We are so excited to share Nicole Roché’s “Trucker’s Notebook,” our New Voices nonfiction work for this week. “Trucker’s Notebook” takes us on the Big Sky highways, through the Flathead valley, past the big pink pig and into the world of trucking. “Once you start seeing cars as death machines,” Nicole writes, “you can’t unsee them that way.”
Driving in Montana meant seeing roadside crosses everywhere, painted white, like specters. It meant to be shown, and reminded of, every traffic-related death since the inception of the Montana American Legion White Cross Highway Fatality Marker Program in 1953, deaths now numbering in the thousands.
That summer, my new boyfriend said he could get me a job at one of the upscale bars in Missoula, Montana where a friend (his ex-lover) worked. Apparently the tips were so good there you could make rent in a week’s work. I had done some bartending back home, and yes, I needed the money. Plus I wanted to be that cool new girlfriend, the one who could work side-by-side with the old one, learn to rely on her, become trusted confidantes. I wanted that, but I had my doubts. Then, one afternoon, my boyfriend, who in addition to a slew of other part-time jobs worked in the warehouse at the growers’ coop, struck upon a new scheme. That was when he asked me, out of the clear Big Sky, “How would you feel about driving a truck?”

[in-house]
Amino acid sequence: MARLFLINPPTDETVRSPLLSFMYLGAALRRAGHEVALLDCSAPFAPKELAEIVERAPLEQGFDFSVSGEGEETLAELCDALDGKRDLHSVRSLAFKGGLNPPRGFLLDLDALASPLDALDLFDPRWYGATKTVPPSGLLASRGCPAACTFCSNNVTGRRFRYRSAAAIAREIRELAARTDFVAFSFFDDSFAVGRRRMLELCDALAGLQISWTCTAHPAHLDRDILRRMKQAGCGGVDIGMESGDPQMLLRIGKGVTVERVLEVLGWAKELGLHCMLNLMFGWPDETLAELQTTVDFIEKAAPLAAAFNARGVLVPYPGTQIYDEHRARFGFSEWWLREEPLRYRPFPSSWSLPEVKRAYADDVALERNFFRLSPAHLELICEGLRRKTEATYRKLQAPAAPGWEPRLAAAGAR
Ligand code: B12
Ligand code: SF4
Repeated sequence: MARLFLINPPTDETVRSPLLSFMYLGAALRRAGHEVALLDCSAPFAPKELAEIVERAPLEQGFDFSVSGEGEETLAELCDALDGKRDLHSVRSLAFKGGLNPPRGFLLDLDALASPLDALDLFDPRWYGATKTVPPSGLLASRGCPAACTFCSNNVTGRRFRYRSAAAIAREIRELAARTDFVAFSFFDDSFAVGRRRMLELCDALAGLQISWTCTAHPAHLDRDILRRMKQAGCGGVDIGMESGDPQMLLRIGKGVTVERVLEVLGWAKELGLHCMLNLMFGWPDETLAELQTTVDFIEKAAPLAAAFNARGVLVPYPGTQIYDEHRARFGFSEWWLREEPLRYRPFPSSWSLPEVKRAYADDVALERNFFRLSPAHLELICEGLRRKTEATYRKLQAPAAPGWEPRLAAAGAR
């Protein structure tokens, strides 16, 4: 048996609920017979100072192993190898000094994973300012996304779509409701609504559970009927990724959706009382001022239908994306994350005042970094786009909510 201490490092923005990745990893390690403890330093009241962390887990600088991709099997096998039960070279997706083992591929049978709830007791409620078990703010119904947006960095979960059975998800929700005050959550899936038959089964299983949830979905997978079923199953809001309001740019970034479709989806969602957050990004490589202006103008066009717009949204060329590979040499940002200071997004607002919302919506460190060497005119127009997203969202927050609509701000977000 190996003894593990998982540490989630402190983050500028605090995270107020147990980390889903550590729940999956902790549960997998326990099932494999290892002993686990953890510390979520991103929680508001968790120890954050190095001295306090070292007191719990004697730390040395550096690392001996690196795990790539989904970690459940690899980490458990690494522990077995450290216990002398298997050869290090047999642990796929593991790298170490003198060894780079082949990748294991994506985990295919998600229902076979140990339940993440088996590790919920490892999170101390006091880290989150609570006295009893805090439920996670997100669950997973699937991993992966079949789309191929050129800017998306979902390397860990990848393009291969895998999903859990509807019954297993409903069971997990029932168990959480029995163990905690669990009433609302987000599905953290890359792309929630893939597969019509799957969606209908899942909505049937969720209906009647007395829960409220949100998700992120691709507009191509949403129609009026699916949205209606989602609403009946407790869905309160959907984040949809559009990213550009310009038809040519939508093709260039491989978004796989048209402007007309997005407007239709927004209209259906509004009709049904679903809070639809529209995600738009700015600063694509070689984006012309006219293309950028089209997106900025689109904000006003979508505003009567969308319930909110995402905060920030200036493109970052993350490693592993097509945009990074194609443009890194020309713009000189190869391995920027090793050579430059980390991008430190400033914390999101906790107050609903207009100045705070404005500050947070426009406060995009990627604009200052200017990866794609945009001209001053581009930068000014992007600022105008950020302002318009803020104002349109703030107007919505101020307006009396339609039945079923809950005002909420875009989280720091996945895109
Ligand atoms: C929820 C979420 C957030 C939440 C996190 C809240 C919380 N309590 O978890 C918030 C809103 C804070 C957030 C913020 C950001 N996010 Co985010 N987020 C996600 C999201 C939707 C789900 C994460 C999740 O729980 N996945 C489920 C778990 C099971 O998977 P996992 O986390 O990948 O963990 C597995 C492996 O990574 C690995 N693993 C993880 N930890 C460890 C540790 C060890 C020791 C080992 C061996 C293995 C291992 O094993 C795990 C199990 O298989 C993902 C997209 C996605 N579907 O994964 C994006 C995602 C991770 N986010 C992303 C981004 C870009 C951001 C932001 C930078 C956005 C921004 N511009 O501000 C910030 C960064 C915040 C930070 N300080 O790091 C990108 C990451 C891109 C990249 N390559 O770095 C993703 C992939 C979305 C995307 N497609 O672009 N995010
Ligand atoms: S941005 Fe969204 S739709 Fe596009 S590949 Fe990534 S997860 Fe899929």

On our first date, Lee had taken me to The Pearl, the French bistro that was either the nicest restaurant in town or the only nice restaurant in town, depending on who you asked. We ordered appetizers and soup and salads and entrees and dessert and it all piled up because we could not stop talking.
Mostly I talked about how before moving to Missoula I’d lived in a cabin in the woods in Northeast Kansas, and how it was so serene and beautiful and complete it made me want more for myself, which meant I had to leave. I wanted that again. Not the cabin necessarily—though that would be nice—but the feeling.
I didn’t talk about the man I lived with there. How my ex had been a joy and then a problem. How after his motorcycle accident I talked him out of shooting himself with the gun his friend kept in the unlocked bike shop next door. How when I went home for Christmas I was so relieved to see him, so happy and sad and confused that one night we ended up sleeping together, and only afterward did I realize, in horror, that he still had the port for his feeding tube in his stomach. How in the subsequent months since I’d saved his life (as he put it) he’d been texting more and more across that thousand-mile chasm between Kansas and Montana, across that incalculable distance between who we were five years ago and who we were now, after the breakup, after the accident, and how I kept responding.
Which stories do we tell about ourselves and why? What is a story and what is a fiction and what is a lie?
“No way,” said the man sitting on the other side of all that fancy food. “I grew up in a cabin in the woods.”